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The Wandering Chef

Asian Cinema, Documentary, Festival, Film Festival, Review, This Week Leave a Comment

The Wandering Chef is the kind of left-field, ethereal pleasure only found at film festivals: a documentary on a chef who roams the country, monk-like in his devotion to the search for rare ingredients. Less an exhibition of culinary pyrotechnics, this is more an expression of food as an experience, rooted in culture and tradition.

The subject, Im Jiho, is also a fascinating and compelling individual. Implicit in his solitary journeys is a rejection of modern society and contentment with loneliness unusual in Korea’s collective culture; yet he is also emotionally vulnerable and generous-hearted. The film transports him from rural Korea to international cooking shows and back again, but you get the sense Im is most in his element engaging in earthy banter with other Koreans – usually elderly – on folk remedies. One of the film’s pleasures is watching him get excited about an obscure wild herb and list its medicinal properties, and the scene in which he debates whether moss can or cannot be eaten is a highlight. Im’s vocation draws him close to forgotten, timeless lifestyles: the weather-beaten haenyeo (female divers) of Jeju, and a grandfather hauling stones on his back to a mountainside home. This is as much an ode to Korea’s wild landscapes, with casually stunning cinematography to match, as it is a cooking documentary.

One would have been perfectly happy for The Wandering Chef to be a visual encyclopedia on Korean cuisine and ingredients. However, first-time director Hye Ryeong Park, who filmed the documentary over the span of several years, chooses to push the material in a more narrative direction. The film gravitates increasingly towards Im’s friendship with an elderly lady and her husband, treating it as a quasi-redemptive arc. This is not necessarily a bad thing: it is deeply touching, and adds depth to Im as a character. It’s just that everything else comes to feel increasingly peripheral, and out of place structurally.

While not quite the out-and-out masterpiece it had the potential to be, The Wandering Chef is still a terrific heart-warmer, captivating in its detail, and a reminder that all the world’s great cuisines are the accumulation of informal knowledge and folk tradition.

 
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A Dog Called Money

Documentary, Festival, Film Festival, Review, This Week Leave a Comment

Two-time Mercury Award-winning musician PJ Harvey is an artist less interested in producing hard-bodied rock’n’roll anthems than she is addressing the plight of those living without privilege.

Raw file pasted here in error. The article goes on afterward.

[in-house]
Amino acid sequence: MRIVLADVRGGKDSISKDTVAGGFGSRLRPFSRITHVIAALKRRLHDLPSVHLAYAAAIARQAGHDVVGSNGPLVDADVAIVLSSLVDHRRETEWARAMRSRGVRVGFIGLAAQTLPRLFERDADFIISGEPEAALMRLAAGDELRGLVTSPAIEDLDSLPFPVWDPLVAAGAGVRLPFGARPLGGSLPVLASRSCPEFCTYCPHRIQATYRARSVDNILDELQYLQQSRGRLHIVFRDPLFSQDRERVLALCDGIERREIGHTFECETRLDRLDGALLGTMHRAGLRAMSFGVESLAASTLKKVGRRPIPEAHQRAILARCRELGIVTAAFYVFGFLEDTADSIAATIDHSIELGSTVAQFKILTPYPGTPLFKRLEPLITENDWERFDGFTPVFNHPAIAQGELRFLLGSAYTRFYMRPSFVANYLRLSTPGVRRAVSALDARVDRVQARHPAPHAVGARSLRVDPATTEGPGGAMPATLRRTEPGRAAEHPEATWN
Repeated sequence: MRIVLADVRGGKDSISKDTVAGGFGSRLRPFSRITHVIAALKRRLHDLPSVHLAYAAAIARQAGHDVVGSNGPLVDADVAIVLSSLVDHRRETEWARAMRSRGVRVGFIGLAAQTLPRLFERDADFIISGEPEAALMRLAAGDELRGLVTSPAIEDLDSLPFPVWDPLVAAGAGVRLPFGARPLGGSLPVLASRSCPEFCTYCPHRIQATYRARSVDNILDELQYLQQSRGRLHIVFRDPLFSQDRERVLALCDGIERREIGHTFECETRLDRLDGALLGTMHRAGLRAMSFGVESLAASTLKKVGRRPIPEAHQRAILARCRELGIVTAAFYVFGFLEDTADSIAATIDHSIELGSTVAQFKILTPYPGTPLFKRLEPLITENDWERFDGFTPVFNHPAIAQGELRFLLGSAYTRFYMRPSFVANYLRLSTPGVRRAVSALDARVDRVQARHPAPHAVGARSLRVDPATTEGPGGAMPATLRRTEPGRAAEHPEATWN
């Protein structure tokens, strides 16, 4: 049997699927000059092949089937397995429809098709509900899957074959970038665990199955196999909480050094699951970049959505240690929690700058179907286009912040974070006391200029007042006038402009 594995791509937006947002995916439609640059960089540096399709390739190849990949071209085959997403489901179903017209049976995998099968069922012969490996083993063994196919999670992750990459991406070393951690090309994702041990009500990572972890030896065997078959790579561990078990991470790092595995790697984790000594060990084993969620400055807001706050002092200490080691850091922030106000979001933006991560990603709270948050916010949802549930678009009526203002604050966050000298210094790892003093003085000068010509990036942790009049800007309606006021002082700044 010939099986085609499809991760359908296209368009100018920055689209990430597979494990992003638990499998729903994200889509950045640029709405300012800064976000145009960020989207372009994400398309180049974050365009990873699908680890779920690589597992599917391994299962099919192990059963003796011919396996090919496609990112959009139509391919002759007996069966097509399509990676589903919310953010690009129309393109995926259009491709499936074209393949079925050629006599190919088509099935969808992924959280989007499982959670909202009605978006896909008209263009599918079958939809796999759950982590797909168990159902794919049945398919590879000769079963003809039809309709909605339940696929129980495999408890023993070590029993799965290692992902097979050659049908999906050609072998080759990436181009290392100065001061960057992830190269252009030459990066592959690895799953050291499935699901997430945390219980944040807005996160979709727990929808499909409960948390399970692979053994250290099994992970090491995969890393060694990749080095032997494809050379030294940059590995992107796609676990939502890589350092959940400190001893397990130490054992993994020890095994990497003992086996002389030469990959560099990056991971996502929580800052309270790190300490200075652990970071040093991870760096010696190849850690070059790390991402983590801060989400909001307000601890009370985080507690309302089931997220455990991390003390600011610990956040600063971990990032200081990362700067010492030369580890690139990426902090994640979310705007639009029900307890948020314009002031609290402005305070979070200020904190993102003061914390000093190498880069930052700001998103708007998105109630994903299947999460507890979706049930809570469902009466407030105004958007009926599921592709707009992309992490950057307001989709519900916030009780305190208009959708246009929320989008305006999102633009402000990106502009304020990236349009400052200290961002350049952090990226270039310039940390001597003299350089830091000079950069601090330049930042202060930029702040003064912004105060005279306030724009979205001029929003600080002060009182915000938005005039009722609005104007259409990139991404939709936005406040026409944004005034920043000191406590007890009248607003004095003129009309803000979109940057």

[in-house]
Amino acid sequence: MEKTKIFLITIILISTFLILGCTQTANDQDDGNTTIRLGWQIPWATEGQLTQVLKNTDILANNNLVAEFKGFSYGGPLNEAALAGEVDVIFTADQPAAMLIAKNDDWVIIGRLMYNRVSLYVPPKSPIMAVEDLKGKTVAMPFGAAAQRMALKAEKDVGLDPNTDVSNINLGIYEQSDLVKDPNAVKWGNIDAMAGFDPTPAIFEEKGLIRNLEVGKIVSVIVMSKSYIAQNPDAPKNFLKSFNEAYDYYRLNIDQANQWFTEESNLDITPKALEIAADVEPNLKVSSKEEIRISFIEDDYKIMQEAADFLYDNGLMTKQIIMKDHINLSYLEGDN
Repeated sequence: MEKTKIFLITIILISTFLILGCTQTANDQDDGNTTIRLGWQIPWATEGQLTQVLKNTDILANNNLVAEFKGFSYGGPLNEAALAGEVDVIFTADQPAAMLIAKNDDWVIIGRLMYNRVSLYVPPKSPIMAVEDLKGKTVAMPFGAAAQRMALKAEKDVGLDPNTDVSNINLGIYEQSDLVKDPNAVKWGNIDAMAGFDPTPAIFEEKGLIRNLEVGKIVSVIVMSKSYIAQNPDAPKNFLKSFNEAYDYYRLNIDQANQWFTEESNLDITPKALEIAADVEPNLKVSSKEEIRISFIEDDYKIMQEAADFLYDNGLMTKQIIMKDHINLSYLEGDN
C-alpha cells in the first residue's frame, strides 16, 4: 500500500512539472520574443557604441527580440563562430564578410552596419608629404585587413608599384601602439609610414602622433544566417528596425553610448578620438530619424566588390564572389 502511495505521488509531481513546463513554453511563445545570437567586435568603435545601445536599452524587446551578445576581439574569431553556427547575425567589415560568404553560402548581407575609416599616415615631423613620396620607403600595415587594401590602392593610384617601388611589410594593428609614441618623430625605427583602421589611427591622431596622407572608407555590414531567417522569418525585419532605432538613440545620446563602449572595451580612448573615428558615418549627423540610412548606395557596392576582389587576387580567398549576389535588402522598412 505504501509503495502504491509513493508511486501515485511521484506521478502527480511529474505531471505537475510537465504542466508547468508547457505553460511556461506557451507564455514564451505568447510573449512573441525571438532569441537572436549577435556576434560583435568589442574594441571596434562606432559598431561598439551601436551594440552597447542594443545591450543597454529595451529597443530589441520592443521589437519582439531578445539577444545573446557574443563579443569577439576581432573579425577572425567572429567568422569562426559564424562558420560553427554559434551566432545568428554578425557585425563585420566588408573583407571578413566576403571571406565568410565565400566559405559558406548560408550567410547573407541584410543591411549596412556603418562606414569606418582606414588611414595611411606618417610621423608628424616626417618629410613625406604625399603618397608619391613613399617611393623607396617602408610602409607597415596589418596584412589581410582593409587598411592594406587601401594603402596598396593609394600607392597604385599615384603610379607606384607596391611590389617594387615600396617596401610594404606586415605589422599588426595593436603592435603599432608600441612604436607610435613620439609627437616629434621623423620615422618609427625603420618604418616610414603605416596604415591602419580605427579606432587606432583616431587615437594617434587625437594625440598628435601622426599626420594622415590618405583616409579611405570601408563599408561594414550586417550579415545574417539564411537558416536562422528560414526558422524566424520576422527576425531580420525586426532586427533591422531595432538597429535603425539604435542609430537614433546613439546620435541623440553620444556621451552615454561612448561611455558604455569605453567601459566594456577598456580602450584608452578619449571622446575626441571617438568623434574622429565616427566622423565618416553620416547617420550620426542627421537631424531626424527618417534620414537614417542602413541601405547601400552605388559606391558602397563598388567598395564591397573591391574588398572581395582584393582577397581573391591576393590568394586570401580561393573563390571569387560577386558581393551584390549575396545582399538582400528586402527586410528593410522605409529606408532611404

To draw parallels in Harvey’s career with Bob Dylan would misinterpret her bold lyricism as being songs of protest – a notion that Harvey would sooner shake off than she would rest on her shoulders like a guitar strap.

A Dog Called Money documents Harvey as an artist now, and follows her journey ‘collecting lyrics’ for her 2016 album The Hope Six Demolition Project.

The journey, which takes her to the streets of Afghanistan and Washington DC, highlights a political discourse through its documentation of the negative impact western influence – mainly American – has on the quality of life of people throughout the world.

It is here where director Seamus Murphy harmoniously intertwines footage of Harvey’s experiences on the streets with her work in the recording studio; allowing Harvey to demonstrate her musical virtuoso by translating the mood of the people into lyrics and sound.

Witnessing Harvey as an artist at work is spellbinding. Pundits in the film, fortunate enough to watch Harvey create music, are left captivated as she intricately weaves profound lyrics with beautiful tones that are delicately ethereal yet brutally haunting.

There is a fine line trodden in A Dog Called Money’s exploitation of misfortune, with Harvey being the first to acknowledge her own privilege standing in expensive sandals in a house recently occupied by people who had to flee. Murphy is effective in his ability to establish Harvey’s intentions as not being commercially motivated, allowing the musician’s unassuming demeanour to carry through in front of the lens and not present her actions as something colonial.

Capturing the humanity of people living in war-torn and impoverished areas, A Dog Called Money is a conscientious and raw documentary that verges on visual album.

A Dog Called Money is also playing at the Revelation Film Festival Perth in July.